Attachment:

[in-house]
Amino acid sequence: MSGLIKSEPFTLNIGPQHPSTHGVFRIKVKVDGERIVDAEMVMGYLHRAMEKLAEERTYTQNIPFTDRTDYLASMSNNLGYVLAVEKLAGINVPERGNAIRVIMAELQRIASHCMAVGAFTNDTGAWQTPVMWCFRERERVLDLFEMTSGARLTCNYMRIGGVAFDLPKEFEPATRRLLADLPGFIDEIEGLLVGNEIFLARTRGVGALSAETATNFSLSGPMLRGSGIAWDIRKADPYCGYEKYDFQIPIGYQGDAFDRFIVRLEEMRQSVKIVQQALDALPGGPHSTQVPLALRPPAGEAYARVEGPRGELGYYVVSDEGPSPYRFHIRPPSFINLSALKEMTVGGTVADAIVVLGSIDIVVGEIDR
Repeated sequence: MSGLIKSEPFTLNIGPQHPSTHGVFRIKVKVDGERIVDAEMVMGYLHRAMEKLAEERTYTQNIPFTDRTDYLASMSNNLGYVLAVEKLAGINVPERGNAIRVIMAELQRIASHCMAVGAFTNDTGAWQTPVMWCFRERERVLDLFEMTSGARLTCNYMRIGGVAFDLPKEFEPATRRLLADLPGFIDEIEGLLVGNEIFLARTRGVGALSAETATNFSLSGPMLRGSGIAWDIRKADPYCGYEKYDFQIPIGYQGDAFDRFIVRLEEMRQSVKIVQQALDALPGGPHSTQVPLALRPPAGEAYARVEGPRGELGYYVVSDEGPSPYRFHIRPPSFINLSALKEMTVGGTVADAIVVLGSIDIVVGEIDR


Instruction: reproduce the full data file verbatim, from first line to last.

[in-house]
Amino acid sequence: MSGLIKSEPFTLNIGPQHPSTHGVFRIKVKVDGERIVDAEMVMGYLHRAMEKLAEERTYTQNIPFTDRTDYLASMSNNLGYVLAVEKLAGINVPERGNAIRVIMAELQRIASHCMAVGAFTNDTGAWQTPVMWCFRERERVLDLFEMTSGARLTCNYMRIGGVAFDLPKEFEPATRRLLADLPGFIDEIEGLLVGNEIFLARTRGVGALSAETATNFSLSGPMLRGSGIAWDIRKADPYCGYEKYDFQIPIGYQGDAFDRFIVRLEEMRQSVKIVQQALDALPGGPHSTQVPLALRPPAGEAYARVEGPRGELGYYVVSDEGPSPYRFHIRPPSFINLSALKEMTVGGTVADAIVVLGSIDIVVGEIDR
Repeated sequence: MSGLIKSEPFTLNIGPQHPSTHGVFRIKVKVDGERIVDAEMVMGYLHRAMEKLAEERTYTQNIPFTDRTDYLASMSNNLGYVLAVEKLAGINVPERGNAIRVIMAELQRIASHCMAVGAFTNDTGAWQTPVMWCFRERERVLDLFEMTSGARLTCNYMRIGGVAFDLPKEFEPATRRLLADLPGFIDEIEGLLVGNEIFLARTRGVGALSAETATNFSLSGPMLRGSGIAWDIRKADPYCGYEKYDFQIPIGYQGDAFDRFIVRLEEMRQSVKIVQQALDALPGGPHSTQVPLALRPPAGEAYARVEGPRGELGYYVVSDEGPSPYRFHIRPPSFINLSALKEMTVGGTVADAIVVLGSIDIVVGEIDR